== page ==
3. Kauaidoug May 30, 2021 8:07 am Reply

    HOORAY!!! Surely after this pandemic do we, the car driving public of Kaua’i, really need more housing unless it’s to help mitigate our severe housing shortage?

  4. Wil Welsh May 30, 2021 8:12 am Reply

    This is absolutely the right outcome for this project. But it would be foolish to think the project will now evaporate and the land will magically become an agricultural botanical garden. The Developers will likely hibernate for a while, then spring forth with a new magic act down the road. There’s no question the island needs Developer funding and entrepreneurship, but concentrating on residential-zoned land in small projects would find a more welcoming atmosphere than this idea too grandiose for the location from the start. Congratulations to the many Kauai residents who understood the potential impact and stood their ground in opposing it.

  5. jkh May 30, 2021 9:24 am Reply

    Typical Kauai. You fuss and fight any development on one hand, and then on the other hand, you bit@h and moan about high rents and high property values.

    When will the residents of this island wake up to the fact you cannot have both. You want lower rents and values, develop more. That is it.

    1. rsi May 30, 2021 3:32 pm Reply

      Leading to what end of your natural cycle, and when?

    2. Brian Garza May 30, 2021 7:11 pm Reply

      You hit the nail on the head, you just can’t have it both ways, people bitch about high rent prices, and the same people hate development!!

  6. nothings free May 30, 2021 9:40 am Reply

    In light of the impossible development circumstances the Governments of Kauai and all of Hawaii has made, it has resulted in a cycle of much too difficult and costly realities to build anything on Kauai. Water meter costs, which has nothing to do with the actual cost of the meter and installation, is nothing more than a hidden and insidious development tax imposed by naïve politicians. The overall process of approval for anything is ridiculous. No wonder prices are through the roof and locals can’t possibly afford to live here. Whether one is for or against this development, everyone must now accept the fate that awaits the children of all local average income families. Your children will be homeless, or, will have to move elsewhere to live. Your new “Ohana” will only exist via Social Media and Facetime!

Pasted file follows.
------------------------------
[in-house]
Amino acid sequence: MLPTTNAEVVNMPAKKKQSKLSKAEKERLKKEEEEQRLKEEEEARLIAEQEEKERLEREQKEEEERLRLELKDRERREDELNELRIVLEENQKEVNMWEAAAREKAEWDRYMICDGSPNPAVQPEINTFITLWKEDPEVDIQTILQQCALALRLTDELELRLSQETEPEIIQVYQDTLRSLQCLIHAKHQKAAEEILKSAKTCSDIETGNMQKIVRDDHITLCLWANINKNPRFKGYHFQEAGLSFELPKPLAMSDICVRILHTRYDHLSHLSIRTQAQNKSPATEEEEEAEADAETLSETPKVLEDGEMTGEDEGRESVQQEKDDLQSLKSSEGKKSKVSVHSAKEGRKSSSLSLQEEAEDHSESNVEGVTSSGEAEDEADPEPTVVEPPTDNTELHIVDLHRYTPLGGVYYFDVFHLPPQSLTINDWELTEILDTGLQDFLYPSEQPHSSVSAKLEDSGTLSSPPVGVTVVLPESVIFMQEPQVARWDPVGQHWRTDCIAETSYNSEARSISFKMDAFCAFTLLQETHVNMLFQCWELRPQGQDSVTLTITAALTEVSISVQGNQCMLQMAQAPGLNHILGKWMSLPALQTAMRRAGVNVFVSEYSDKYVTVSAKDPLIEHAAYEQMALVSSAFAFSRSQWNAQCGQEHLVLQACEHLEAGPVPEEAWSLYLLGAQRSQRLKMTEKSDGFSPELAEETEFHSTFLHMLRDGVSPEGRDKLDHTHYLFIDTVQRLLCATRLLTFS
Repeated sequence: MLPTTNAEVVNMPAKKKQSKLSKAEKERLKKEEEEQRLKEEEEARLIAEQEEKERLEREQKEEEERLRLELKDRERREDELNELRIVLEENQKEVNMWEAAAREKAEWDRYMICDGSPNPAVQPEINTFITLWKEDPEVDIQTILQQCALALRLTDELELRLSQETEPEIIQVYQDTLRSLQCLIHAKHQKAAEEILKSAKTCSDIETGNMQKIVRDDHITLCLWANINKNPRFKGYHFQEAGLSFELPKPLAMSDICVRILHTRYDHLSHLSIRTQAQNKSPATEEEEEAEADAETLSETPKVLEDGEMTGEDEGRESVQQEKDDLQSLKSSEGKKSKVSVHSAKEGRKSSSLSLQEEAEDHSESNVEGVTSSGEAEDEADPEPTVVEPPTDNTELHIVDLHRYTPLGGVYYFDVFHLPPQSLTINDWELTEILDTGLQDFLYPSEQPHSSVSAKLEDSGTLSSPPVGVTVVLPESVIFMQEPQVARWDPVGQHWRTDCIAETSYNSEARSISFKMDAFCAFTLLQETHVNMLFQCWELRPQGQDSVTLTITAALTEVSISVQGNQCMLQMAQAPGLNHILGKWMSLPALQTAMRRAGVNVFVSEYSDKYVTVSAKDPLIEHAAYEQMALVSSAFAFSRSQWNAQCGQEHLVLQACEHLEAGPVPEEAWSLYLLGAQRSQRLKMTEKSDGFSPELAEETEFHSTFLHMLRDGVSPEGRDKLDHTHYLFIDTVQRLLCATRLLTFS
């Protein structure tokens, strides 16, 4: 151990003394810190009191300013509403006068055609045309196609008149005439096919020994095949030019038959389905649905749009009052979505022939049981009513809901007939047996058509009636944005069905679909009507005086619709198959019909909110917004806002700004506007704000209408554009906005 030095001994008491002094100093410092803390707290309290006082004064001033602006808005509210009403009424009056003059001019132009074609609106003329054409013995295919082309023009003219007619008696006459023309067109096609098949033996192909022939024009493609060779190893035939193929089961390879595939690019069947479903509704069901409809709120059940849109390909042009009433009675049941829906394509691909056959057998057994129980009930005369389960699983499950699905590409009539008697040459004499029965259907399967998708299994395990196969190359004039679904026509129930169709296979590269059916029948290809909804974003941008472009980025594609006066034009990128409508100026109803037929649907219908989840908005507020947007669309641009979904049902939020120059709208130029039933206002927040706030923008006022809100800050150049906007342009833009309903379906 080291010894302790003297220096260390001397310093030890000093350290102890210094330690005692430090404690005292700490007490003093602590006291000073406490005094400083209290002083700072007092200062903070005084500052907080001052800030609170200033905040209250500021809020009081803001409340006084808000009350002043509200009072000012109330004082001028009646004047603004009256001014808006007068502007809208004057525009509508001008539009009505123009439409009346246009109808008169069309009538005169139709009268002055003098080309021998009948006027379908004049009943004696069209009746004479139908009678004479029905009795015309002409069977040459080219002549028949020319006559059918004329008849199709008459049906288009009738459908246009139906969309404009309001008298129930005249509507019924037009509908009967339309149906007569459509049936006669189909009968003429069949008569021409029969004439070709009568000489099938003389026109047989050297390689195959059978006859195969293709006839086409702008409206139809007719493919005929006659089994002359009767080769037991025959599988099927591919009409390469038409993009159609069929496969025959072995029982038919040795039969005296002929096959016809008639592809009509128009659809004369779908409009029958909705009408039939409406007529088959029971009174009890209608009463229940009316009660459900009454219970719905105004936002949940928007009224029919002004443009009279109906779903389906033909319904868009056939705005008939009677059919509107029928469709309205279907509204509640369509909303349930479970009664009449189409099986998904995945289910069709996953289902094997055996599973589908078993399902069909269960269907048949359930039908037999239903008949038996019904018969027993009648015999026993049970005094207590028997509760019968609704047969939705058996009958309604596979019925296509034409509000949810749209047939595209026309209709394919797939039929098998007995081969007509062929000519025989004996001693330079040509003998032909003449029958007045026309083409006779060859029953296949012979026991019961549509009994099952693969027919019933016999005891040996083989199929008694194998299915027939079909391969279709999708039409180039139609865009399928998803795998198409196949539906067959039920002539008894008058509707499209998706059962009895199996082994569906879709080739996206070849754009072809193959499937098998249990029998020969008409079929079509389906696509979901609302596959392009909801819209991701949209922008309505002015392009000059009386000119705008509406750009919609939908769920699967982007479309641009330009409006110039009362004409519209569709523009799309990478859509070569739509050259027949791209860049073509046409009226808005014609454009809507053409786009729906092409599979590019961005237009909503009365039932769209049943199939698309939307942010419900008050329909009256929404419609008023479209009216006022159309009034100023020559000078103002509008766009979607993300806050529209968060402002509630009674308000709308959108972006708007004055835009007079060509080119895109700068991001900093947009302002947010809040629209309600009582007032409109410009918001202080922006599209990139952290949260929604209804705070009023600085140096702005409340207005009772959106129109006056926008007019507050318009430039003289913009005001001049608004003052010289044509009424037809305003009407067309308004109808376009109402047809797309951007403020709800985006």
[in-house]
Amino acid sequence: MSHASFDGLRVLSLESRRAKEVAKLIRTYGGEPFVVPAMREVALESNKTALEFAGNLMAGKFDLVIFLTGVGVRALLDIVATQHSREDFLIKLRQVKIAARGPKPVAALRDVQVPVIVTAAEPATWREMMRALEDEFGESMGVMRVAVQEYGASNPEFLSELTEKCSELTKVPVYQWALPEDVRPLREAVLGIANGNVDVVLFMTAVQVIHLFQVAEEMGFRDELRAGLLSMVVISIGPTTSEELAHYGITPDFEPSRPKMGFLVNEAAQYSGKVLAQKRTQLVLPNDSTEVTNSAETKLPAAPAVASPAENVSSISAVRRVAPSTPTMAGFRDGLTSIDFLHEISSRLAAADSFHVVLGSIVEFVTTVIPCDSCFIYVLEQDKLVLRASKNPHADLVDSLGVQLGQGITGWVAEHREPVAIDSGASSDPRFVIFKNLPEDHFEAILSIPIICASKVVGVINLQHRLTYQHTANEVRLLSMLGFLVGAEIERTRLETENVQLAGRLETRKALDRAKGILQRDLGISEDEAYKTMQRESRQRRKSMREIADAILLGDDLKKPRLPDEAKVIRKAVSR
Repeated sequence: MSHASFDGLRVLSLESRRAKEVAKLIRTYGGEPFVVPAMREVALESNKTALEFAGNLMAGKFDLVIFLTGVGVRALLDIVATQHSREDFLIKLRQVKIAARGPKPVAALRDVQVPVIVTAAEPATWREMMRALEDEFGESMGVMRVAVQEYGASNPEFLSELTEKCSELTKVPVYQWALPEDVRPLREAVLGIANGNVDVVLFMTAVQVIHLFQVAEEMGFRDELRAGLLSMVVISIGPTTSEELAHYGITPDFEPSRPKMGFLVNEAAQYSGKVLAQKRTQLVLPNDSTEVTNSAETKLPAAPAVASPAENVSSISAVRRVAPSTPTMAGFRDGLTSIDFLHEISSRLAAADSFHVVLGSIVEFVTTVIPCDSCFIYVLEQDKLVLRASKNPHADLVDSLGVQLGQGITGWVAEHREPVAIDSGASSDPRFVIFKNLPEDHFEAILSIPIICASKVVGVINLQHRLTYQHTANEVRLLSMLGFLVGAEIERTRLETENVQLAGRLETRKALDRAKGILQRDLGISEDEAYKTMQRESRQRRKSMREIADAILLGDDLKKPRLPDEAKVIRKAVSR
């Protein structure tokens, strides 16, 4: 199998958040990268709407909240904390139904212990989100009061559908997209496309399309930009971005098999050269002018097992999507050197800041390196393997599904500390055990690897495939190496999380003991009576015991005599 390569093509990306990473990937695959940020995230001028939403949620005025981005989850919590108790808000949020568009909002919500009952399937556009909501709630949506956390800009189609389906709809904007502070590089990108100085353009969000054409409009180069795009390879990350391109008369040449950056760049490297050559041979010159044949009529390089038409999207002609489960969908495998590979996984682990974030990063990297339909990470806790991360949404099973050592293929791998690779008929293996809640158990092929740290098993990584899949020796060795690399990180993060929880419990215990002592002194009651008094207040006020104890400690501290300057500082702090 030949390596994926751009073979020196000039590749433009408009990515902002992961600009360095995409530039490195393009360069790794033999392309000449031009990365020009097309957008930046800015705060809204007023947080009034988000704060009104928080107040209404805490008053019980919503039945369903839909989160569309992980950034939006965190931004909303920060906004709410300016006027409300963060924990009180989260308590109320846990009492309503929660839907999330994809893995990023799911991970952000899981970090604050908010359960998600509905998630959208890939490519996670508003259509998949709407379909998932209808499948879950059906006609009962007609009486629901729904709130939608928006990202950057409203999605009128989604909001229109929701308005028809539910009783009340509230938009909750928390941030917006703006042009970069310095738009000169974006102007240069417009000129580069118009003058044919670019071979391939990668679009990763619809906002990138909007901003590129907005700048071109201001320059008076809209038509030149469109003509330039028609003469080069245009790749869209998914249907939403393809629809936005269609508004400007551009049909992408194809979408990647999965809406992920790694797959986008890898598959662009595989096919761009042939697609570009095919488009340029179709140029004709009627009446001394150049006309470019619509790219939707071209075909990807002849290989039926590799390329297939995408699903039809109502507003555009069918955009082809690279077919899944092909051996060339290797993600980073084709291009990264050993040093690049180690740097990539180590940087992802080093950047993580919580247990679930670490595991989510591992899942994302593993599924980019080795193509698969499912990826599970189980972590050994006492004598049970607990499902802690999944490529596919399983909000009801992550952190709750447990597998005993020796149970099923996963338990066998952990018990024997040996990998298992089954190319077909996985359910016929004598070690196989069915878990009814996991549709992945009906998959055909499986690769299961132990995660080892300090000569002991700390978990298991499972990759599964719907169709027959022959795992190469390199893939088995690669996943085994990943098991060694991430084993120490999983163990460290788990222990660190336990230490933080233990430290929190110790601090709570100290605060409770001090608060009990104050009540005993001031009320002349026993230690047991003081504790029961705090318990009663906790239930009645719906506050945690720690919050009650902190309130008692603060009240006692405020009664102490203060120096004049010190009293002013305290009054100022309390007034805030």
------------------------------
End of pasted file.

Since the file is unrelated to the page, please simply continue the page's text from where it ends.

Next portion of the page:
1. fries May 30, 2021 3:33 pm Reply

      What solution do you propose?

    2. nobody May 30, 2021 4:09 pm Reply

      Well said.
      The only way I see to keep the average income resident here is to have very small houses or apartments. Walking or biking distance to supermarkets, etc. There will be more and more people migrating here that have more money than us that will further exasperate the housing problem. These new residents come with money and will not need jobs. They align with the unsuspecting anti tourism residents and throttle back tourism for the benefit of those who can afford not to have it. Anyone else see this coming?

  7. Mark May 31, 2021 2:59 am Reply

    Good thing you can live in a tent with your family at the park right next door to the meth head.

Your email address will not be published. Required fields are marked *


By participating in online discussions you acknowledge that you have agreed to the TERMS OF SERVICE. An insightful discussion of ideas and viewpoints is encouraged, but comments must be civil and in good taste, with no personal attacks. If your comments are inappropriate, you may be banned from posting. To report comments that you believe do not follow our guidelines, send us an email.